Super Bowl XLVI Prediction(s): New York Giants vs. New England Patriots
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We are down to the final game of the season: Super Bowl XLVI.
With EDSFootball.com headquarters located halfway between New York and Boston, this rematch of Super Bowl XLII means even more interest than usual in the Super Bowl in this part of the country. While I'm a fan of neither team, the majority of people I know are either Patriots or Giants fans including two of our contributors.
In fact, I think we should set up some friendly wager between John (Giants fan) and Dan (Patriots fan) to make it interesting. No surprise, but each of them picked their favorite team below.
Going into this week, John and Steve (a Jets fan) are 9-1 in picking the winner of the first 10 games of the postseason.
[Note: Steve's pick will be available either Friday or Saturday and I will update this post with his pick. (Pick updated below.)]
As of Thursday night (via Sportsbook.com), the Patriots are three-point favorites in Super Bowl XLVI.
Here are our Super Bowl XLVI picks:
John (follow on Twitter): New York Giants 31, New England Patriots 24
With all of the record-breaking offenses we've seen all season, the AFC and NFC Championship games this past weekend were dominated by defense. The Ravens' D was all over the field and held Tom Brady without a touchdown pass, while forcing him to throw two interceptions. In the same regard, it was the New England defense that saved the day for the Patriots. Instead of watching Brady and the Pats offense march down the field to seal the game (a sight we've all become accustomed to seeing), it was the defensive effort of backup cornerback Sterling Moore who made the most critical play down the stretch, stripping the ball from Lee Evans, in what looked like was going to be a sure touchdown. The would-be-score would have put the Ravens ahead 27-23 with under 30 seconds left in the game. Instead, Billy Cundiff shanked a 32-yard field goal that would have tied the game, to send the Patriots back to the Super Bowl.
The 49ers defense was, in my view, even more impressive than the other defenses of the day. They kept a potent Giants offense that put up 37 points on the Packers last week, completely in check. The Giants finished with 20 points, but scored 10 of them off of two special teams turnovers that occurred deep in San Francisco territory. Eli Manning was hit time after time, play after play, and was sacked six times. Fortunately for the Giants, their defense was up to the challenge of a defensive battle, and while they weren't quite as good as the Niners D, they didn't have to be. Alex Smith did a good job managing the game and not turning the ball over, but he was unable to do enough offensively to really win the game for San Francisco. His two touchdown passes were long plays to Vernon Davis for 73 and 28 yards respectively, but Smith was unable to get in any kind of a rhythm. His first completion to a wide receiver came on the last play of the third quarter, and he finished the game with only 12 completions (3 to WRs). Early on, San Francisco was successful running the ball, but by the end, the Giant defense buckled down and started stopping the run. And with Smith unable to get the ball downfield, it seemed like only a matter of time before the Giants scored. As it turns out, Kyle Williams' second fumble led to a Lawrence Tynes FG that once again kicked the Giants to the Super Bowl.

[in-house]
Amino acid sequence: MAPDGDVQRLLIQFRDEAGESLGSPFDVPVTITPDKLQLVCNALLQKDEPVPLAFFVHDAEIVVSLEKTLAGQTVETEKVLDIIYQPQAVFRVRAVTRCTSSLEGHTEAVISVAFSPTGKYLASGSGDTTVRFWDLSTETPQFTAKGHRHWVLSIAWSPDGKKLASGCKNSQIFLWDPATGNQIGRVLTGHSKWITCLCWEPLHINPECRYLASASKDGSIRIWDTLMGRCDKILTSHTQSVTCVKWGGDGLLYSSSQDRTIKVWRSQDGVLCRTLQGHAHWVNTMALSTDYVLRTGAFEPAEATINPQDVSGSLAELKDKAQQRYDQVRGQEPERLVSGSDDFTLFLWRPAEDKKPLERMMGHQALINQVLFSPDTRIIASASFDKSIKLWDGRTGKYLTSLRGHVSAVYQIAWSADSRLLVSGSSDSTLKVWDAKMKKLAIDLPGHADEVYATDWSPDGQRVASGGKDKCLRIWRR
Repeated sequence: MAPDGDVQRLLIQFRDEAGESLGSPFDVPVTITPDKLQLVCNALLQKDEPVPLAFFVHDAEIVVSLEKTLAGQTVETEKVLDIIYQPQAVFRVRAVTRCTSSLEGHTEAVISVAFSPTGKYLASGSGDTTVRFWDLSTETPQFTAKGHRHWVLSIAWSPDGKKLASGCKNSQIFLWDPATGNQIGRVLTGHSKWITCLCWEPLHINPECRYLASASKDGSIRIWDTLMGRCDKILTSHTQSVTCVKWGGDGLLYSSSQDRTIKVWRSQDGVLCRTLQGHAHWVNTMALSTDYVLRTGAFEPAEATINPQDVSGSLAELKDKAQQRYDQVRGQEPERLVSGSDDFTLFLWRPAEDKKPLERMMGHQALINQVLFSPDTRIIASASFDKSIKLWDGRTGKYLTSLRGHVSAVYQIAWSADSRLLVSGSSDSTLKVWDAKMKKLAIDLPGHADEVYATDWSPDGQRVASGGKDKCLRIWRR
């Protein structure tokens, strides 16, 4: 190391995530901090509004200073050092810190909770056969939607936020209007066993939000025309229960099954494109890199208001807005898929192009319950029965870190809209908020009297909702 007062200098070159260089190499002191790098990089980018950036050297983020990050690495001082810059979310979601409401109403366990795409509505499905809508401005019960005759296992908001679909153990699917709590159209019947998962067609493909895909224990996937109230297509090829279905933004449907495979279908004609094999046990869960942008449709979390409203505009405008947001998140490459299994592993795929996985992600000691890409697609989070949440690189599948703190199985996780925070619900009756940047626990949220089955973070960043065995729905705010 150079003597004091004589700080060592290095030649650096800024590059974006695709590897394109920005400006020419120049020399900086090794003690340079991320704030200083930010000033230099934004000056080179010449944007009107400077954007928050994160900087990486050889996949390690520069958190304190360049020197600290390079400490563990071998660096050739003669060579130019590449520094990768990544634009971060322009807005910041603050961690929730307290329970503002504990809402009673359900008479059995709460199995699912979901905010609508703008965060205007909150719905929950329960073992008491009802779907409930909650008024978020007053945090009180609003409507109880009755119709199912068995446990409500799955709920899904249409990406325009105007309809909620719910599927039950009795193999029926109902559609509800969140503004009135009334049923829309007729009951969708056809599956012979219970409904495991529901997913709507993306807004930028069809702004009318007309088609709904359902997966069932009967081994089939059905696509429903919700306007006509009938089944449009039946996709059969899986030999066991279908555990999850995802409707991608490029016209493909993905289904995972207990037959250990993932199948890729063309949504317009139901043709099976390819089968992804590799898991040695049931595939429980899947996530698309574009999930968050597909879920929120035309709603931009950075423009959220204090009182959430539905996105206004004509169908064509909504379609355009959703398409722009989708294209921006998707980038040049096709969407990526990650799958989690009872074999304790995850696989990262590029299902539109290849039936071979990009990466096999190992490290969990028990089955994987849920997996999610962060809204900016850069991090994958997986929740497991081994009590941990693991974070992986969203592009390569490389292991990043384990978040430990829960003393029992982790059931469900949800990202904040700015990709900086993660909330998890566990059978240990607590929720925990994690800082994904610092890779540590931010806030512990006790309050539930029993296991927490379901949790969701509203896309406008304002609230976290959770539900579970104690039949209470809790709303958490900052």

We've been hearing about the comparisons to the 2007 team for a few weeks now, and this past weekend put the icing on the cake. Once again, the Giants won the NFC Championship on an overtime field goal that came as a result of a turnover; and once again, the New England Patriots await them. Forget the fact that the Patriots really didn't look very good this past weekend and that their 31st-ranked defense has made them look vulnerable for much of the season. Forget the fact that the Giants were 9-7 on the year and no team in the Super Bowl era has ever won the Championship with fewer than 10 regular-season wins. All that stuff goes out the window. There are so many variables to analyze, and so many things one could consider when making a prediction about Super Bowl 46. Rather than focus on all those things, I'm going to concentrate on what I feel is the most important variable: the emergence of Eli Manning as one of the game's best quarterbacks. His numbers will never be as spectacular as guys like Rodgers, Brees, Brady, or his older brother Peyton. But when it comes down to it, is there anyone who has been as clutch as Eli? He has been brilliant late in games, throwing for more touchdown passes in the fourth quarter than any quarterback in the history of the game. His victory over San Francisco gave him his fifth road playoff win, more than any other quarterback in history. Tom Brady will go down as one of the top five or even top three quarterbacks of all time, but right now, today, Eli is playing better football. He is playing better against a weaker defense than Brady who will be going up against one of the best front four's in the game, and a secondary that has been playing much better of late. I expect the Giants defense to pressure Brady and limit his scoring opportunities, while I expect Eli to have a much easier time finding the endzone. I'd love to see a game that is as good as it's predecessor, with each quarterback getting an opportunity to win it for their team in the final minutes. Ultimately, I'm going to take the more complete team, and the team that is playing as hot as anyone in the last five weeks. No surprise here, I'm taking the Giants win their second straight Super Bowl over the Patriots 31-24. Go GMEN!
[Editor's note: HOMER!]
Dan (follow on Twitter): New England Patriots 21, New York Giants 17
This year's championship game will rematch one of the greatest games ever between the Patriots and Giants. This game boasts two of the league's hottest teams as the Giants have won five straight, and the Patriots have not lost since the Giants beat them in October. The Giants won head-to-head, 24-20, on a last-minute Eli Manning drive, but the Patriots were able to move the ball, posting 438 yards to the Giants' 361.